MAKES 20 BARS
Oh, Portland, you win. My willpower and my fat pants have been no match for your hoppy microbrews and lush pinots, your venison terrines and pistachio-studded pates, your charred cauliflower and caper pizzas, your griddled apple breads, your electric espressos, your creamy local cheddars, your buttery grilled clams, your artsy cocktails, your fiery papaya fritters, your sticky chicken wings, your addictive poutines, your zippy ginger rice, your crispy pork cheeks, your elk osso buco, your tangy Korean tacos, your Bosnian pitas.
I arrived in town last Tuesday for a big conference which drew together hundreds of food professionals from the US and the wider world. I’ve reconnected with old friends, met oodles of new ones, shuttled between hotel rooms and ballrooms, and wined and dined until I worried my stomach (and my liver) might burst. But until last night, I hadn’t seen the inside of a kitchen in a week. And hoo boy, I missed it.
In fact, my kitchen withdrawl has felt especially acute because the food and the cooks around me have been so deeply inspiring. Without a stove to go home to, I’ve spent most of the week scribbling notes in my ratty reporter’s notebook, making a to-cook-list for my return home. Here’s hoping I can still decipher one-liners like “pea salad, weeds?” after the red eye home tonight.
Happily, though, my last night in town was spent celebrating my friend Hannah’s birthday with a potluck feast. A Brooklyn transplant who just made the move to Portland last month, she’s now shacked up in a darling, rambling old house on the South East side of town. A house with a sun porch. And a yard. And a grill. And a nice big kitchen. So, while Hannah went out for six packs and some wine, I went to work.
In the name of springtime and a stab at healthfulness, I threw together a wild rice salad (a riff on some of the recipes I developed for last week’s LA Times piece). But that’s not what I want to talk about. Because the real star of the evening — and my new obsession — was a batch of blondies I concocted using rye flour, crushed pretzels*, and a boatload of brown sugar and butter. The genesis for the recipe was a lovely little square of salty cake by the talented crew at Portland eatery Ten 01, that I nibbled on after midnight on Wednesday, at a late night party thrown by local brewers Hopworks, Double Mountain, and Ninkasi. Anyway, to say I became a teensy bit taken with this cake would be an understatement. I wrote PRETZEL and BUTTERSCOTCH in my notebook in big block letters. And dear Hannah put up with me musing dreamily about it for the next three days.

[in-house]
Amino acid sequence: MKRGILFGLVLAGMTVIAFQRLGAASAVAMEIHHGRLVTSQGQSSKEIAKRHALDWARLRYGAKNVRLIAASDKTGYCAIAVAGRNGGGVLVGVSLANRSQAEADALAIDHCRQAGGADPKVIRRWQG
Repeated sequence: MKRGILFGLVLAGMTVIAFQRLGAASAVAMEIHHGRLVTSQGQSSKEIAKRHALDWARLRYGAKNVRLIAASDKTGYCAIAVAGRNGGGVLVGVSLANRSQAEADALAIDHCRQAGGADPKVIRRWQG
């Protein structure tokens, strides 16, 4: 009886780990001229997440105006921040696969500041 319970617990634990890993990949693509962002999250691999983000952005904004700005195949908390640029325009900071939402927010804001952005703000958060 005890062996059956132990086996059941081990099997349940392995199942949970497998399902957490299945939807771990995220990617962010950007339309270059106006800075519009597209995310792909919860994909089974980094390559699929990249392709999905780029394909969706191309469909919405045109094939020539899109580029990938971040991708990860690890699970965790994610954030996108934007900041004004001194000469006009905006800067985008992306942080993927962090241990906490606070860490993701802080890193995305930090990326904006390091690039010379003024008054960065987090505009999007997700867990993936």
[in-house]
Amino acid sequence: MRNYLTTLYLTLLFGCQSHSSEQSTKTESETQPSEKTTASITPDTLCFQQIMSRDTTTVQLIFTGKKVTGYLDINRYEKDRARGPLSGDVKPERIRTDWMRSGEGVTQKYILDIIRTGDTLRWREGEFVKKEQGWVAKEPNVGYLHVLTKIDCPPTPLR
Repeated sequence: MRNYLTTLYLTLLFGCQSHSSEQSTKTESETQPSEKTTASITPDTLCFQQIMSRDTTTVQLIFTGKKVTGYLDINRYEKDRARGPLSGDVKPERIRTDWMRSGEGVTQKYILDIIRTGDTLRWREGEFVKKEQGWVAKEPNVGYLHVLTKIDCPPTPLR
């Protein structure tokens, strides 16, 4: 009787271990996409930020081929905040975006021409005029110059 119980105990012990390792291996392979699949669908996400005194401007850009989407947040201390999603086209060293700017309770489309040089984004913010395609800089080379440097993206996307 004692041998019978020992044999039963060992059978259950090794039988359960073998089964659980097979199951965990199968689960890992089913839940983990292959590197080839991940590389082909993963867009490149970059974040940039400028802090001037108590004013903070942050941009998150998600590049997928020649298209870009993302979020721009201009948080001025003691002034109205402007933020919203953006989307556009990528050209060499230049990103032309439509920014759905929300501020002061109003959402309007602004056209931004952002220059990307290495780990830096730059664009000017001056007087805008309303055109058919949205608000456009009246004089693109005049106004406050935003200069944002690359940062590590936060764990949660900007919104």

So, now you can obsess too. (Thank me later.) Gooey, salty, crunchy, and sweet (like an oversized caramel-coated pretzel!) these blondies aren’t as sophisticated as their inspiration, but if it’s sweet tooth nirvana you’re after, they’ll do.
* I did not plan this, but apparently today is National Pretzel Day. Seriously! Kismet.
12 tablespoons unsalted butter, softened, plus more for pan
2 cups packed light-brown sugar
1 teaspoon pure vanilla extract
2 large eggs
3/4 cup all-purpose flour
1/2 cup rye flour
1 teaspoon baking powder
3/4 teaspoon coarse salt
1 1/4 cup finely crushed pretzels (I used Newman’s Own original variety. As for technique: I transferred about half the pretzels into a Ziploc and sealed it. Then I took the bottom of a glass jar, crushed the pretzels inside the Ziploc, and scooped out the crumbs I needed with a measuring cup.
1. Heat oven to 350 degrees. Melt butter in medium saucepan over low heat; set aside to cool, then stir in the brown sugar and vanilla. Next, whisk in eggs, one by one, until the mixture is smooth. Then, using a silicone spatula to scrape out every last bit, transfer mixture to a large bowl.
2. In another large bowl, whisk together rye flour, all purpose flour, baking powder, and salt. Working in increments, stir the flour mixture into the butter mixture and mix until smooth. Sprinkle in 3/4 cup crushed pretzels and stir again until evenly combined.
3. Spread batter into a 8×8” cake pan. Sprinkle with remaining 1/2 cup crushed pretzel and press the surface lightly to make sure the crumbs stick.
4. Bake until a toothpick inserted in center comes out clean, about 40 minutes. Let cool and cut into 20 squares.